Silver evokes the work of Franz Kafka in her writing, not through the sense of labyrinthine or disorienting situations, but simply through her portrayal of human-to-animal metamorphosis. Transformation is beyond Pavla’s control as it is Gregor Samsa’s. Silver rather knowingly signals the coming of Pavla’s Kafkaesque metamorphosis well before its occurrence in her description of the village nurse, Judita, and the horribly cold feelings Judita has for the baby Pavla. For Judita, Pavla’s appearance is repulsive and so the nurse begins to reject the child’s very humanity. Judita sees her as a mouse, then as a rat, and then ‘by the third [month]’ Pavla is Judita’s ‘little cockroach, a freakish, thumb-sized enemy’. A cockroach: the very creature Samsa becomes in the opening paragraph of Kafka’s ‘Metamorphosis’ (1915).
Marisa Silver, currently living in L.A.
Silver’s echoing of Kafka becomes particularly fitting when one considers the novel’s Czech setting. Kafka was born in Prague and spent most of his short life there. In the final third of ‘Little Nothing’, Silver takes us to an anonymous city that is almost certainly Prague. She gets as close as she can to the Astronomical Clock, the Charles Bridge and Prague Castle without ever naming them.
Alongside the personal experiences of Pavla and Danilo, the novelist explores wider issues. We are regularly confronted by the human capacity for cruelty, which is presented in a deeply affecting way. From war-town towns and troubled households to asylums and prisons, the propensity in people to inflict harm upon others manifests itself in varied and terrible ways. But compassion is also an inherent human quality, sitting alongside man’s darker elements, and Silver recognises this. Characters who are forced into committing acts of cruel violence struggle with their conscience, and the author portrays this internal contest between duty and sympathy with beautiful sensitivity.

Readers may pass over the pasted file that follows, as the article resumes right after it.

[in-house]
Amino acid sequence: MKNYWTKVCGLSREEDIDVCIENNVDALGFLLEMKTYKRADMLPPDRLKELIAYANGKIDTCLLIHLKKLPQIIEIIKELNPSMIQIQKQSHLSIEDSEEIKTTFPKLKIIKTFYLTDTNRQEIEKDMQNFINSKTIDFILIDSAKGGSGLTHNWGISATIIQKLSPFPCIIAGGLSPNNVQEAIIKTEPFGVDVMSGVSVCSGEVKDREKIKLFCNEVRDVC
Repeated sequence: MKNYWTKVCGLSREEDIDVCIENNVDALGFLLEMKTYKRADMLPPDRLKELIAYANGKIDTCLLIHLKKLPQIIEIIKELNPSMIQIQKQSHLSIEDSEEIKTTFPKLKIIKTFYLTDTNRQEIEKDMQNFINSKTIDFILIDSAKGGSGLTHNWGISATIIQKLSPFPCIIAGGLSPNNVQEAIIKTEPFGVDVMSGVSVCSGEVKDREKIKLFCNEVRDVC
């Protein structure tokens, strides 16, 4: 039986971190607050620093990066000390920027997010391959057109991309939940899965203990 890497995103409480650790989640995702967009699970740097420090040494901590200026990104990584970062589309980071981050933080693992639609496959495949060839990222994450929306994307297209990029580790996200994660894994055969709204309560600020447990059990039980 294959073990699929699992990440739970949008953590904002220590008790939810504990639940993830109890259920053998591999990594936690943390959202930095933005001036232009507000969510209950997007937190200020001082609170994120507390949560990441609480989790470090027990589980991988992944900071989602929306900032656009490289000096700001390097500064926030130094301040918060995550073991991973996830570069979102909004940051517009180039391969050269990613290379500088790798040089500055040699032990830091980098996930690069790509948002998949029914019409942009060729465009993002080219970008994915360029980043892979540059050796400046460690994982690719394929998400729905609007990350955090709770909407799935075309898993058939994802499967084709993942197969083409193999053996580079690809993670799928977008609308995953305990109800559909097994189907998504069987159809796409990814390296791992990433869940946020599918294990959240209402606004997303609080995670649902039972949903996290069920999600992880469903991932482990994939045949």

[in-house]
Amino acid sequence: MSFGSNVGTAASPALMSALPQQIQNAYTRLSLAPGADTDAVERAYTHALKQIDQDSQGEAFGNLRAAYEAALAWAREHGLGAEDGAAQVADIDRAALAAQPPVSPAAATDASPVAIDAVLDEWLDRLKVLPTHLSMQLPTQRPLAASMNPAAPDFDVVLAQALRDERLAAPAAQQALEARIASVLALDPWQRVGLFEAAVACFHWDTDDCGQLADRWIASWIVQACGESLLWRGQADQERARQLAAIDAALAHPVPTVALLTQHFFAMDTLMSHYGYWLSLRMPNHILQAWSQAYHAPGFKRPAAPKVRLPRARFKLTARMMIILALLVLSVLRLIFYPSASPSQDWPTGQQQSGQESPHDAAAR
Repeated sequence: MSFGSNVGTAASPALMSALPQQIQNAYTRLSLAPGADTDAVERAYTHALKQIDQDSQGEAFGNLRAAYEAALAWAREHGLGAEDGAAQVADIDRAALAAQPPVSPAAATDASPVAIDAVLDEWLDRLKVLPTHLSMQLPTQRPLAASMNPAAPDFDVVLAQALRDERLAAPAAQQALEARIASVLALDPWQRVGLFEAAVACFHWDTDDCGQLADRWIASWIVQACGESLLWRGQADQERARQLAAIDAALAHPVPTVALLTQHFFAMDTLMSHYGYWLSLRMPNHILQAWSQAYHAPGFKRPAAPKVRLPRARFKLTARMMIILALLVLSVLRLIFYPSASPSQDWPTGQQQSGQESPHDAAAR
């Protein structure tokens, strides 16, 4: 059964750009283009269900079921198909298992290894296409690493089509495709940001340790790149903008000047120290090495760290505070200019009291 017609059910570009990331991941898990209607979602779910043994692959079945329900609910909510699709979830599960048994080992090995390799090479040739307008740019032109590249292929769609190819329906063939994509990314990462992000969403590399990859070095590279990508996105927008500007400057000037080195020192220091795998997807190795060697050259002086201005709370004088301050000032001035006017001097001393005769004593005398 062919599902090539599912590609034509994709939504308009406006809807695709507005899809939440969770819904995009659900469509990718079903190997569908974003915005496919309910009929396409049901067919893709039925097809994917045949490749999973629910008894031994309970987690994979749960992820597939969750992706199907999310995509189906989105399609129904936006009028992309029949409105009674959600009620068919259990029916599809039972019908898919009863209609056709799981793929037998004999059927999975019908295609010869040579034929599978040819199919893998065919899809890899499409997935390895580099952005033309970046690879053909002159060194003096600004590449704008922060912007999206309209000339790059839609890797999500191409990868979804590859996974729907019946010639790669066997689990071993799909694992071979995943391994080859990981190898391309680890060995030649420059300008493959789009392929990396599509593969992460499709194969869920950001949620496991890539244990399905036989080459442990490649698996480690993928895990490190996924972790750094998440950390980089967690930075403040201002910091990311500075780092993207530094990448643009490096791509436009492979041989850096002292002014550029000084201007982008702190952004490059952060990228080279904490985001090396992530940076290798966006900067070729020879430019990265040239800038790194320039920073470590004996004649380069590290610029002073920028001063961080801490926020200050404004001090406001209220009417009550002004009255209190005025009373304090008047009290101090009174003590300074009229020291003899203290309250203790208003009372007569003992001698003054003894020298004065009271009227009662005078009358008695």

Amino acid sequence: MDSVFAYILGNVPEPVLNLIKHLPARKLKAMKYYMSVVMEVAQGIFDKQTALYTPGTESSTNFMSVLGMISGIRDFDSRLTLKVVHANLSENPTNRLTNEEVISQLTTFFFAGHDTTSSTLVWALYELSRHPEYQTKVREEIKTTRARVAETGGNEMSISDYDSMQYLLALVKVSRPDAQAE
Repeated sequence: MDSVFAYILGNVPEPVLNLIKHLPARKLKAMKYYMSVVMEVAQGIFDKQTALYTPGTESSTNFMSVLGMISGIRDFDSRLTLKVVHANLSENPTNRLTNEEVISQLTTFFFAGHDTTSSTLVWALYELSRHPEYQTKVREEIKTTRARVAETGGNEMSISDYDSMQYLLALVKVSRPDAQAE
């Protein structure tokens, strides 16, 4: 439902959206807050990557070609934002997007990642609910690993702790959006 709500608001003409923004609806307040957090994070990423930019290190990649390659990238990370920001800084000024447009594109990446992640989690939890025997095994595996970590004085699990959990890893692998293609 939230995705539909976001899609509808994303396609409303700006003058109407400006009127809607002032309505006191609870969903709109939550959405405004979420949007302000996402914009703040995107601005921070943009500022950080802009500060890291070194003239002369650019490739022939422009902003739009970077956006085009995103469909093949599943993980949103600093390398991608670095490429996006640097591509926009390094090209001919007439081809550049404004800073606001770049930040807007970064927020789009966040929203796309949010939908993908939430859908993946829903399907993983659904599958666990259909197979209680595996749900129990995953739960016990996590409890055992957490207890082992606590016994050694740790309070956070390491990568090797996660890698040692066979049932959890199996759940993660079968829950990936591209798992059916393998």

One particular aspect of ‘Little Nothing’ that contributes so much to the novel’s idiosyncrasy is its focus upon such old and obscure industry. As Jason Arthur recently urged on The Millions, we need more novels about work. Silver represents the early 20th-century Czech plumbing and sewage industry on both a rural and urban scale, illuminating the obscure and grimy work undertaken by long-forgotten men with a keen attention to detail. For Václav, the installation of the domestic flush is revolutionary. He knows he works in a secure industry because ‘everyone shits once a day. Sometimes twice, if they’re lucky’. In Prague, ‘watermen’ must carve tunnels beneath the city through the use of dynamite. The author renders something so mundane and unclean a deeply interesting part of her novel.
This is Silver’s genius: she finds something fresh and original in the indigence and sewage of one hundred years ago, far from her homeland of America. Her narrative remains fresh and engaging from beginning to end because, in the Dickensian way, it shifts between characters so regularly.
‘Little Nothing’ is knocking on the door at the pantheon of gothic fiction, boasting a wonderful mix of literary influences and telling a story that is quite unforgettable.